By Amber Polo
A visit to Clarkdale feels like walking out of Arizona into a charming planned city with shady sidewalks that beg you to slow down. Clarkdale was a company town for smelter workers who processed the 100 billion pounds of copper dug from Mingus Mountain. Senator William Andrews Clark—copper magnate, railroad baron, and one of the richest men of the Gilded Age—bought the United Verde Copper Company mine in Jerome in 1888. When he decided to move his smelter further downhill in 1912, he built Clarkdale, Arizona’s first company town, between 1913 and 1930. Clarkdale included homes, a business district, a hospital, schools, and a town park as well as a clubhouse and pool.
Arizona Copper Art Museum
Don’t miss The Arizona Copper Art Museum, the only museum in the U.S. dedicated to copper. Opened in 2012, it became one of Arizona’s best loved attractions (according to travel websites).
It all began in 1958 when Pat Meinke began collecting and selling copper. In 2000 she chose Arizona for the site of a museum to house her over 1,500 artifacts: military art, cookware, religious art, drinkware, and winery and distillery equipment. Pat chose Clarkdale because of its smelting history. Learn about the magic of copper and enjoy the beautiful and utilitarian objects as you wander the 6 galleries filled with copper 6,000 copper items from 3,500 BC to the present.
Unlike most museums, the Copper Museum loves dogs. Co-founder Drake Meinke says, “We’ve been dog-friendly since the day we opened seven years ago. We never had a dog cause a problem.” The Museum staff loves dogs so much they photograph visiting dogs and preserve their pictures in a museum scrapbook and post the pictures on Facebook. Dogs show up in copper art and historical pieces. Touching allowed.
The museum’s building opened in 1928 as Clarkdale’s high school (1928-1960). During the renovation to museum cat footprints were discovered in the concrete floor. According to “history” the cat dubbed Momento, whose footprints are now highlighted in copper, was the first student.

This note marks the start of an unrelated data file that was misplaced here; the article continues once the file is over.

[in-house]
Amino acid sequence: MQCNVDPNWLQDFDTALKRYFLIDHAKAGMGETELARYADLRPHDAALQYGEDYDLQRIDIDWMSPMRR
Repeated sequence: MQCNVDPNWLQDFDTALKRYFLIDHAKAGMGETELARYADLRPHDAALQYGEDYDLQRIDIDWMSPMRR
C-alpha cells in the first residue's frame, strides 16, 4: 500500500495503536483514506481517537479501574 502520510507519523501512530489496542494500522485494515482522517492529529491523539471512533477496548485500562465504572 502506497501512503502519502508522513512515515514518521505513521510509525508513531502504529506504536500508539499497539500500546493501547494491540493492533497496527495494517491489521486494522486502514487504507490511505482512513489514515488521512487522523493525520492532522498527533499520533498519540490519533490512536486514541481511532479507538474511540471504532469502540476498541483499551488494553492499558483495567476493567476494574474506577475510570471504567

A mummified cat now called “Skeleton” was also found, but no curse has ever been encountered.
If you want to take home some copper, drive 4 miles up the mountain to Jerome and visit Copper Mountain Antiques and meet Pat Meinke.
Dog Friendly Clarkdale
The Clarkdale Historical Society and Museum, 900 First North St., makes for another dog-friendly stop. Take time to view stories and artifacts and talk with volunteers about the town’s unique history.
And when you’re hungry choose Su Casa Mexican Restaurant’s dog-friendly patio, an outdoor table at Charlotte’s The Breakfast Place Cafe & Fudge, or Violette’s Bakery Café’s red caboose. Or pick up food and picnic in the town’s historic park gazebo.
Walk Clarkdale’s quiet residential streets and wander down to the John Bell Railroad Museum at the Verde Canyon Railroad Depot or to the Clark Memorial Clubhouse. Come back later without your dog for a ride on the railroad.
Drive out to dog-friendly Lower TAPCO River Access Point near Tuzigoot on the Verde River with boat launch and Sandy Beach.
Clarkdale is close to Tuzigoot National Monument, Jerome, and Old Town Cottonwood. Enjoy a respite from desert trails, view mountains and If you’re lucky listen to an old fashioned concert in the park.
Arizona Copper Art Museum
849 Main Street, Clarkdale, AZ